Posts Authored by David K. Stein

Ohio DFI issues data security guidelines

In response to increased financial fraud issues, the Ohio Division of Financial Institutions (DFI) recently issued data security guidelines. While the DFI specifically addressed debit card issues, its language indicates expectations for all institutions, requiring active steps to implement data security measures.

The DFI emphasized the following obligations:

  • Daily review of security-related issues
  • Email security and encryption
  • Timely review of security and activity reports
  • Suspicious activity report (SAR) training
  • Standardized security controls
  • After hours mechanisms to control suspicious activity

At its Ohio Banker’s Day on March 31, 2016, the DFI spent considerable time discussing financial fraud. It is apparent that further guidelines and bulletins will be forthcoming and will apply to all consumer-related activity, including lending. In light of its supervisory bulletin, verbal statements and the Consumer Financial Protection Bureau’s recent order in Dwolla, it is expected that data security will be a priority item in any future Ohio financial institution examinations.

Data Breach, General News

Data security and the myth of ostriches

There is a common saying that those who refuse to confront or acknowledge a problem are simply burying their head in the sand, like an ostrich. Apparently, a myth exists that ostriches stick their head in the sand when facing attacks from predators. Origins of this myth date back as far back as the Bible. For the record, ostriches do not really do this — they just hide.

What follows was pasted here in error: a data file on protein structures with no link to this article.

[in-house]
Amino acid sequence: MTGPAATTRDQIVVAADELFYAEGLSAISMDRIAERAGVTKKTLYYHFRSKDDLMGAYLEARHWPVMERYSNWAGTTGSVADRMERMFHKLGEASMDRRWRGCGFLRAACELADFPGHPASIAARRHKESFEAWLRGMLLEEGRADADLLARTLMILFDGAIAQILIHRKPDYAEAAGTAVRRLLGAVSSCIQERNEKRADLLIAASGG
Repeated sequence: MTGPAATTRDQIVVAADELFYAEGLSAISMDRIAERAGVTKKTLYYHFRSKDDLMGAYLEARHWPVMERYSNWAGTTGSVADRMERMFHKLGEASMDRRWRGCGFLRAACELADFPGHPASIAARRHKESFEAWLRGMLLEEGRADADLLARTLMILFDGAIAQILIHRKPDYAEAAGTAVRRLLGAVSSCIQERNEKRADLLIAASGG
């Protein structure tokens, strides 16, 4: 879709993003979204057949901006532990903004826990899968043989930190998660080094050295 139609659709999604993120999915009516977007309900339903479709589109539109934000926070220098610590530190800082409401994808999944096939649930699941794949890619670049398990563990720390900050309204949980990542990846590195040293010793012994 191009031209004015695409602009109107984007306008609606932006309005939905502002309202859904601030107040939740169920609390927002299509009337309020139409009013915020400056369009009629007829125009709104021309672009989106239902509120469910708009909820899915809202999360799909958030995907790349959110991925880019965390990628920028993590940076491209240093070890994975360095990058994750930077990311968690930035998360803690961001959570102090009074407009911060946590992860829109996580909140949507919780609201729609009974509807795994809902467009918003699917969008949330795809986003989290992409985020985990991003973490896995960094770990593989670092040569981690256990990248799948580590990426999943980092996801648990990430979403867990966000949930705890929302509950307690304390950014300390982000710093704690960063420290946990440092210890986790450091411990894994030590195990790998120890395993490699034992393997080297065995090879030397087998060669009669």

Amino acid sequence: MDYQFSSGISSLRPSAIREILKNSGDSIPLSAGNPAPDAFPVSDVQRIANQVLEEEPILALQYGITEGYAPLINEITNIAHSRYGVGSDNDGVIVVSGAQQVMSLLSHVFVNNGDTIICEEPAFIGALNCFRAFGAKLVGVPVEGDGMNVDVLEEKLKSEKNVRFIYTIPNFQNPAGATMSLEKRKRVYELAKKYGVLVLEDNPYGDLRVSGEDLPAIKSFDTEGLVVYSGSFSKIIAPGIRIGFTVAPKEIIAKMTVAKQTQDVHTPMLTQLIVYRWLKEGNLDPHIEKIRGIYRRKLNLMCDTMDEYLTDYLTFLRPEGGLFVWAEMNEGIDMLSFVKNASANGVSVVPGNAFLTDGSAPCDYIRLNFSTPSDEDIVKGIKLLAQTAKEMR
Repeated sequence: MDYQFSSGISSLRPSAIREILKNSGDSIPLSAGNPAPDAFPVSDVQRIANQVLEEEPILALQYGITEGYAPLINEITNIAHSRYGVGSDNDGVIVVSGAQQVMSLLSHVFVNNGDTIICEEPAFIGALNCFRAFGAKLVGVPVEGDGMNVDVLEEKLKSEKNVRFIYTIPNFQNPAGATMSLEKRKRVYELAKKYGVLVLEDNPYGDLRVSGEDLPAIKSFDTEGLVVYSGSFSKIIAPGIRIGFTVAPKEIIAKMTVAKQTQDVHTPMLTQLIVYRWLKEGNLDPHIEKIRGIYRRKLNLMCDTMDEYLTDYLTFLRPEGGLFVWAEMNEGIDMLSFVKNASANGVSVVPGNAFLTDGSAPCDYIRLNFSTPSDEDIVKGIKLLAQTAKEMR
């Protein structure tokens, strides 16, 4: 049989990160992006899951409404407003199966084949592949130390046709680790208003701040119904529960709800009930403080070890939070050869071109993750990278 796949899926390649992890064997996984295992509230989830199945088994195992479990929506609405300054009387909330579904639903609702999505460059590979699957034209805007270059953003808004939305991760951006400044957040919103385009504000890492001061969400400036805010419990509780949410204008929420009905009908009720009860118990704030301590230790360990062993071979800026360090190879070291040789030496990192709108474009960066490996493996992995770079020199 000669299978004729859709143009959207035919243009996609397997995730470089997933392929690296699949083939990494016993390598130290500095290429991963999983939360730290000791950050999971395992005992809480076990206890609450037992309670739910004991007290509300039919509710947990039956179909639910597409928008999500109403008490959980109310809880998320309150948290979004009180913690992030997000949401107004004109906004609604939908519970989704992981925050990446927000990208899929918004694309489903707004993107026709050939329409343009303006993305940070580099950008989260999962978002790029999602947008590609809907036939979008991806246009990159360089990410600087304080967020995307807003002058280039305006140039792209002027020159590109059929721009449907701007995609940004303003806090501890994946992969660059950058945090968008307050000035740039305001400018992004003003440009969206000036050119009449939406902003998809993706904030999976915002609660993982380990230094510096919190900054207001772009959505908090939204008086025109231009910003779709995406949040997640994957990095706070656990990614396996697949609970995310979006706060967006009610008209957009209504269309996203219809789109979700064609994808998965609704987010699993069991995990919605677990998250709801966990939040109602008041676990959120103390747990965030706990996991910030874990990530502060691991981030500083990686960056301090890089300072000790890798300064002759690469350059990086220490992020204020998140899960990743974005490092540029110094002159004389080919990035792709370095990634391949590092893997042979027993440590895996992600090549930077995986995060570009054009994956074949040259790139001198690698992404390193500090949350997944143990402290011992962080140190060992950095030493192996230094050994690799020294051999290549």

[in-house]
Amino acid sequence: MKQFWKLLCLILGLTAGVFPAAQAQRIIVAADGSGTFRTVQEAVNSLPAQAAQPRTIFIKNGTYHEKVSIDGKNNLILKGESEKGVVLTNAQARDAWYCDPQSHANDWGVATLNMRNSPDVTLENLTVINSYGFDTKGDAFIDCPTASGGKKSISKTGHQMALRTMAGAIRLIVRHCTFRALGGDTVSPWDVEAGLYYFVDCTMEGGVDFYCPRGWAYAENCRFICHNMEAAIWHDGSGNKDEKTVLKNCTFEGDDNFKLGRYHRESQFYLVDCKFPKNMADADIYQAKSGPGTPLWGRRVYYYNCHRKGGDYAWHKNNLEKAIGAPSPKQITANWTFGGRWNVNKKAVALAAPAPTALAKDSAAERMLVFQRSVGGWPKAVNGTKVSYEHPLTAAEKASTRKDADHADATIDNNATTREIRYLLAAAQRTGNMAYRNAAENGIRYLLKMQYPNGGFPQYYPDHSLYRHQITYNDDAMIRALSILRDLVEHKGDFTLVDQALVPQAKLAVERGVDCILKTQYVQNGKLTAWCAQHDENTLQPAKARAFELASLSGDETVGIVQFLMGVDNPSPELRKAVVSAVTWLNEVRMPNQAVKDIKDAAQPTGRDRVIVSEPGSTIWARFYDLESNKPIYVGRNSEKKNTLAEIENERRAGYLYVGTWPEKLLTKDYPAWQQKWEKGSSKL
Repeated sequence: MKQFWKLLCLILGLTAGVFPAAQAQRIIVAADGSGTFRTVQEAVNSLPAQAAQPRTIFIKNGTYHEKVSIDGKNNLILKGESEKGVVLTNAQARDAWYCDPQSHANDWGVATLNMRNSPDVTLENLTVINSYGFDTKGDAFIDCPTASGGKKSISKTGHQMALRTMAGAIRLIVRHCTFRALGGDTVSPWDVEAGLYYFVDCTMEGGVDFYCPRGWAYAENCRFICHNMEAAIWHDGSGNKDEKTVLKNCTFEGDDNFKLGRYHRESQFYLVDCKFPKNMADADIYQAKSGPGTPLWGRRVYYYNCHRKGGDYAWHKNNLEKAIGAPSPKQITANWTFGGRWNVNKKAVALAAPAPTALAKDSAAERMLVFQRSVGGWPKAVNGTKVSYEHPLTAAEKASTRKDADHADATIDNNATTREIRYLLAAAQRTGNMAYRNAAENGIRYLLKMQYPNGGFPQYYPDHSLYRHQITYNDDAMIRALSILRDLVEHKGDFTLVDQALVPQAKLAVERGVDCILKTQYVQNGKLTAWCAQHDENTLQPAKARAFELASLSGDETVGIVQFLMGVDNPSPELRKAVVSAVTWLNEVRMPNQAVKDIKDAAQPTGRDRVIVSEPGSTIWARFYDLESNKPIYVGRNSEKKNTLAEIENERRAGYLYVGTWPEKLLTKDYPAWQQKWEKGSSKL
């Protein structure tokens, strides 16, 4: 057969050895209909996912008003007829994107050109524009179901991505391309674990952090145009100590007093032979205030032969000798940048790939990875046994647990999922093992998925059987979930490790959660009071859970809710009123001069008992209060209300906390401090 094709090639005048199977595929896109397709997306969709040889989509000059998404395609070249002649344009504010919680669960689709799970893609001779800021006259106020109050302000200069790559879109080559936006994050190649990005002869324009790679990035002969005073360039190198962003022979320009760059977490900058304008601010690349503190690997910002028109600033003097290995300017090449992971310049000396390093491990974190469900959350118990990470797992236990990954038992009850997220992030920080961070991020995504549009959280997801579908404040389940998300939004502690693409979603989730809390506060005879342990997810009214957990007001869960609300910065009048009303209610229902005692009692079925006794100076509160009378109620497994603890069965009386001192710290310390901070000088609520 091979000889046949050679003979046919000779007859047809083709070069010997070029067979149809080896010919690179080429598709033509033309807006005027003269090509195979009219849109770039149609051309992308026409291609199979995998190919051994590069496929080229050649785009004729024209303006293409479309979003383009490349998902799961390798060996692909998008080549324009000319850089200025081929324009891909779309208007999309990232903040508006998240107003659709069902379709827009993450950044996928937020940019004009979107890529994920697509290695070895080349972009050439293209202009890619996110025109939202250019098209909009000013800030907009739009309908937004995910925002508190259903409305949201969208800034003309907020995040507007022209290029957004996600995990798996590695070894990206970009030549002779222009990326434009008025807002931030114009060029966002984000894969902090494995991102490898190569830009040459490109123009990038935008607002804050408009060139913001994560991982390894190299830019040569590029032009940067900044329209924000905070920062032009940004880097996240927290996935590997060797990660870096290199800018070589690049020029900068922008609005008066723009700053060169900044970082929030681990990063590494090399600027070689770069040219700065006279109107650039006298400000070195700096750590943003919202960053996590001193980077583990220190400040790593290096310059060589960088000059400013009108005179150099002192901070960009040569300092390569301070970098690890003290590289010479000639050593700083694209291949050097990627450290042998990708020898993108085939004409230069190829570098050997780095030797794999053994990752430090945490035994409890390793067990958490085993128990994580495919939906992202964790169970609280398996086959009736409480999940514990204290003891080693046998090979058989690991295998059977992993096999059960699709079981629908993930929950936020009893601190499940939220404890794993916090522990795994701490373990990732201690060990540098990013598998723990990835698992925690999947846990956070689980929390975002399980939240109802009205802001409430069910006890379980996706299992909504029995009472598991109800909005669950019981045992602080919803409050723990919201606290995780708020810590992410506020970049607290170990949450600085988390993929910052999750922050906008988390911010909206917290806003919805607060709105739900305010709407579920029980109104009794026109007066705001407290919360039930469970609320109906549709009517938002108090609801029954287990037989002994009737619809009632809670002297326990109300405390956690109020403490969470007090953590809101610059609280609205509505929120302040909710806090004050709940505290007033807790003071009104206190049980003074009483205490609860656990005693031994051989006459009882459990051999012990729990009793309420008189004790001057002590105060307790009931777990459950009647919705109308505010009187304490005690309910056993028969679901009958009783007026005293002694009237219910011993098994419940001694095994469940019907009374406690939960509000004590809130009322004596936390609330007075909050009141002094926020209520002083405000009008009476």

What does this have to do with data security, you ask? Plenty.

Read more in the latest Cybersecurity Insight

Prevention

Do your company’s cybersecurity practices deceive consumers?

Not a day goes by without breaking news of a cybersecurity breach. Indeed, thoughts of a system hack keep many executives up at night. Small- and medium-sized businesses often fear that they do not have the robust resources or staff to adequately handle these threats.

The Consumer Financial Protection Bureau (CFPB) has now weighed in on these issues with a consent order that delivers cybersecurity guidelines.Of particular importance is the fact that the CFPB has now used its ultimate weapon — Unfair, Deceptive, or Abusive Acts or Practices (UDAAP) — as a tool to ensure that companies adopt effective security protocols.

For a detailed analysis of the CFPB's consent order and what it means for consumer-facing businesses, read the latest Cybersecurity Insight

Court Decisions, Prevention